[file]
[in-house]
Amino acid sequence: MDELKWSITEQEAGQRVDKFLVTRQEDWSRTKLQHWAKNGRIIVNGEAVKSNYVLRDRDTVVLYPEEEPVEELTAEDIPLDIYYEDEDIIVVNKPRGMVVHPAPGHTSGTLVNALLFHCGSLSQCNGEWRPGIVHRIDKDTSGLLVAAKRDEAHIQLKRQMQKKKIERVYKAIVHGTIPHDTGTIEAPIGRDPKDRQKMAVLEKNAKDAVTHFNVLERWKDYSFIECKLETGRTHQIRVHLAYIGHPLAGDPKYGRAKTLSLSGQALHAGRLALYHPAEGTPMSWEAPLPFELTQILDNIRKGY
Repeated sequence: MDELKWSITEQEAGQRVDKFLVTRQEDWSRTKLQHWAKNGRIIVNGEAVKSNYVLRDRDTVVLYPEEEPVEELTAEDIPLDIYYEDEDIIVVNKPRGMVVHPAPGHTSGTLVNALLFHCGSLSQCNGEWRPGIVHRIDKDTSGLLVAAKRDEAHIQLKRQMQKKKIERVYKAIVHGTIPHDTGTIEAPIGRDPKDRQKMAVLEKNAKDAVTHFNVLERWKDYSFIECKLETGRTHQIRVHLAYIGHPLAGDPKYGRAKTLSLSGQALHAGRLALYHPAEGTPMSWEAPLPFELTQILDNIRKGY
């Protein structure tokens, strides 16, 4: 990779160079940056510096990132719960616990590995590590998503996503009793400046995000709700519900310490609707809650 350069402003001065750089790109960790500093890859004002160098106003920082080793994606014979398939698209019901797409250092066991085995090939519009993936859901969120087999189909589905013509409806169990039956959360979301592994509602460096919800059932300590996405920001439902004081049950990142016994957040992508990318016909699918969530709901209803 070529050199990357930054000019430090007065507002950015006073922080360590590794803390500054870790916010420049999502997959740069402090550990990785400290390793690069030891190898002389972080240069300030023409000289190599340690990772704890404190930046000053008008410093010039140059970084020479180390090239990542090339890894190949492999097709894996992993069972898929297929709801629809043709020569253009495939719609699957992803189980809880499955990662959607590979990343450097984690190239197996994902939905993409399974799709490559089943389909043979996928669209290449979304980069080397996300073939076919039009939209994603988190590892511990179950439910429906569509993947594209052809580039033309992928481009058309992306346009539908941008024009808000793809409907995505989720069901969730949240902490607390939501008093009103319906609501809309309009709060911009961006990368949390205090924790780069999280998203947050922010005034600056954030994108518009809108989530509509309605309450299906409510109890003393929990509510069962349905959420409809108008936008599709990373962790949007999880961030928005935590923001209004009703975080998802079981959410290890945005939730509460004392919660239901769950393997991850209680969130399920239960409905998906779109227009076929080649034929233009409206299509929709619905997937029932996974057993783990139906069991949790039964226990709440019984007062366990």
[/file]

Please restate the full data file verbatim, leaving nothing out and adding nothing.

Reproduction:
[in-house]
Amino acid sequence: MDELKWSITEQEAGQRVDKFLVTRQEDWSRTKLQHWAKNGRIIVNGEAVKSNYVLRDRDTVVLYPEEEPVEELTAEDIPLDIYYEDEDIIVVNKPRGMVVHPAPGHTSGTLVNALLFHCGSLSQCNGEWRPGIVHRIDKDTSGLLVAAKRDEAHIQLKRQMQKKKIERVYKAIVHGTIPHDTGTIEAPIGRDPKDRQKMAVLEKNAKDAVTHFNVLERWKDYSFIECKLETGRTHQIRVHLAYIGHPLAGDPKYGRAKTLSLSGQALHAGRLALYHPAEGTPMSWEAPLPFELTQILDNIRKGY
Repeated sequence: MDELKWSITEQEAGQRVDKFLVTRQEDWSRTKLQHWAKNGRIIVNGEAVKSNYVLRDRDTVVLYPEEEPVEELTAEDIPLDIYYEDEDIIVVNKPRGMVVHPAPGHTSGTLVNALLFHCGSLSQCNGEWRPGIVHRIDKDTSGLLVAAKRDEAHIQLKRQMQKKKIERVYKAIVHGTIPHDTGTIEAPIGRDPKDRQKMAVLEKNAKDAVTHFNVLERWKDYSFIECKLETGRTHQIRVHLAYIGHPLAGDPKYGRAKTLSLSGQALHAGRLALYHPAEGTPMSWEAPLPFELTQILDNIRKGY
């Protein structure tokens, strides 16, 4: 990779160079940056510096990132719960616990590995590590998503996503009793400046995000709700519900310490609707809650 350069402003001065750089790109960790500093890859004002160098106003920082080793994606014979398939698209019901797409250092066991085995090939519009993936859901969120087999189909589905013509409806169990039956959360979301592994509602460096919800059932300590996405920001439902004081049950990142016994957040992508990318016909699918969530709901209803 070529050199990357930054000019430090007065507002950015006073922080360590590794803390500054870790916010420049999502997959740069402090550990990785400290390793690069030891190898002389972080240069300030023409000289190599340690990772704890404190930046000053008008410093010039140059970084020479180390090239990542090339890894190949492999097709894996992993069972898929297929709801629809043709020569253009495939719609699957992803189980809880499955990662959607590979990343450097984690190239197996994902939905993409399974799709490559089943389909043979996928669209290449979304980069080397996300073939076919039009939209994603988190590892511990179950439910429906569509993947594209052809580039033309992928481009058309992306346009539908941008024009808000793809409907995505989720069901969730949240902490607390939501008093009103319906609501809309309009709060911009961006990368949390205090924790780069999280998203947050922010005034600056954030994108518009809108989530509509309605309450299906409510109890003393929990509510069962349905959420409809108008936008599709990373962790949007999880961030928005935590923001209004009703975080998802079981959410290890945005939730509460004392919660239901769950393997991850209680969130399920239960409905998906779109227009076929080649034929233009409206299509929709619905997937029932996974057993783990139906069991949790039964226990709440019984007062366990």